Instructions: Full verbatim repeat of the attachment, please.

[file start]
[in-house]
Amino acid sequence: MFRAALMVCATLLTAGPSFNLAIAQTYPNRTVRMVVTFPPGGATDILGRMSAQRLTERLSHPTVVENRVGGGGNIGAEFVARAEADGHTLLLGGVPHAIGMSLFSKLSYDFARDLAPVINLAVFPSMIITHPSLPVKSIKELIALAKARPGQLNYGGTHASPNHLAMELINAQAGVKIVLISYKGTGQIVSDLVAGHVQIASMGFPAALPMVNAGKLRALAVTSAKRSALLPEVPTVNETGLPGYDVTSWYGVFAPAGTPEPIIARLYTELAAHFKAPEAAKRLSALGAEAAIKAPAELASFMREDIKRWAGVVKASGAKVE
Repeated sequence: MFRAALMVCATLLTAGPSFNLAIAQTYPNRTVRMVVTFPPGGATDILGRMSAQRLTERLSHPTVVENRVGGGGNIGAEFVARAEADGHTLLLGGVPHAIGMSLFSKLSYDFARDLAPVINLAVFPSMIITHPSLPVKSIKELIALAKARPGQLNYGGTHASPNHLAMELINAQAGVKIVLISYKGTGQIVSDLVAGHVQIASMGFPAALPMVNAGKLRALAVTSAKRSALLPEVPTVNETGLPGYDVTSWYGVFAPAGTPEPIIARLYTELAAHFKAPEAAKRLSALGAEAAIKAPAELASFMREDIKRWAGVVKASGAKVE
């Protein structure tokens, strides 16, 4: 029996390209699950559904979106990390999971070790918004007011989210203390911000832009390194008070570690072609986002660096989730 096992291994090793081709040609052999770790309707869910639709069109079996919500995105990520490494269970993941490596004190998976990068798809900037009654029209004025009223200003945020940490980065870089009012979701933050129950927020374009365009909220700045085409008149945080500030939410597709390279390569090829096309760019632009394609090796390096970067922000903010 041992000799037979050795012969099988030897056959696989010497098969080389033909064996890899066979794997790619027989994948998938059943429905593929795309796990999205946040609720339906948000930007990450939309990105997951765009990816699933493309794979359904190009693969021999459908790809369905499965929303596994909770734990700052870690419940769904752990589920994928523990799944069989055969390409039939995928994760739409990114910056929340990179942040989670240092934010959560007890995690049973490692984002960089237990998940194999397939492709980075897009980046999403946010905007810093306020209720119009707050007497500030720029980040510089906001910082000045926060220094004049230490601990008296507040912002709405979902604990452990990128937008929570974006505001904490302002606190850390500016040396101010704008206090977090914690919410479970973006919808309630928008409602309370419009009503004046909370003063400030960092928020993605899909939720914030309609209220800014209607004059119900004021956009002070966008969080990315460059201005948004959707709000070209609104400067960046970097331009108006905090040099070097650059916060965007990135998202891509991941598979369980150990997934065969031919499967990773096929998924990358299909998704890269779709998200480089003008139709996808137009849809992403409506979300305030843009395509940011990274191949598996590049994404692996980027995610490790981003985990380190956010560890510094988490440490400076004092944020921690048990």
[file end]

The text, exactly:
[in-house]
Amino acid sequence: MFRAALMVCATLLTAGPSFNLAIAQTYPNRTVRMVVTFPPGGATDILGRMSAQRLTERLSHPTVVENRVGGGGNIGAEFVARAEADGHTLLLGGVPHAIGMSLFSKLSYDFARDLAPVINLAVFPSMIITHPSLPVKSIKELIALAKARPGQLNYGGTHASPNHLAMELINAQAGVKIVLISYKGTGQIVSDLVAGHVQIASMGFPAALPMVNAGKLRALAVTSAKRSALLPEVPTVNETGLPGYDVTSWYGVFAPAGTPEPIIARLYTELAAHFKAPEAAKRLSALGAEAAIKAPAELASFMREDIKRWAGVVKASGAKVE
Repeated sequence: MFRAALMVCATLLTAGPSFNLAIAQTYPNRTVRMVVTFPPGGATDILGRMSAQRLTERLSHPTVVENRVGGGGNIGAEFVARAEADGHTLLLGGVPHAIGMSLFSKLSYDFARDLAPVINLAVFPSMIITHPSLPVKSIKELIALAKARPGQLNYGGTHASPNHLAMELINAQAGVKIVLISYKGTGQIVSDLVAGHVQIASMGFPAALPMVNAGKLRALAVTSAKRSALLPEVPTVNETGLPGYDVTSWYGVFAPAGTPEPIIARLYTELAAHFKAPEAAKRLSALGAEAAIKAPAELASFMREDIKRWAGVVKASGAKVE
């Protein structure tokens, strides 16, 4: 029996390209699950559904979106990390999971070790918004007011989210203390911000832009390194008070570690072609986002660096989730 096992291994090793081709040609052999770790309707869910639709069109079996919500995105990520490494269970993941490596004190998976990068798809900037009654029209004025009223200003945020940490980065870089009012979701933050129950927020374009365009909220700045085409008149945080500030939410597709390279390569090829096309760019632009394609090796390096970067922000903010 041992000799037979050795012969099988030897056959696989010497098969080389033909064996890899066979794997790619027989994948998938059943429905593929795309796990999205946040609720339906948000930007990450939309990105997951765009990816699933493309794979359904190009693969021999459908790809369905499965929303596994909770734990700052870690419940769904752990589920994928523990799944069989055969390409039939995928994760739409990114910056929340990179942040989670240092934010959560007890995690049973490692984002960089237990998940194999397939492709980075897009980046999403946010905007810093306020209720119009707050007497500030720029980040510089906001910082000045926060220094004049230490601990008296507040912002709405979902604990452990990128937008929570974006505001904490302002606190850390500016040396101010704008206090977090914690919410479970973006919808309630928008409602309370419009009503004046909370003063400030960092928020993605899909939720914030309609209220800014209607004059119900004021956009002070966008969080990315460059201005948004959707709000070209609104400067960046970097331009108006905090040099070097650059916060965007990135998202891509991941598979369980150990997934065969031919499967990773096929998924990358299909998704890269779709998200480089003008139709996808137009849809992403409506979300305030843009395509940011990274191949598996590049994404692996980027995610490790981003985990380190956010560890510094988490440490400076004092944020921690048990």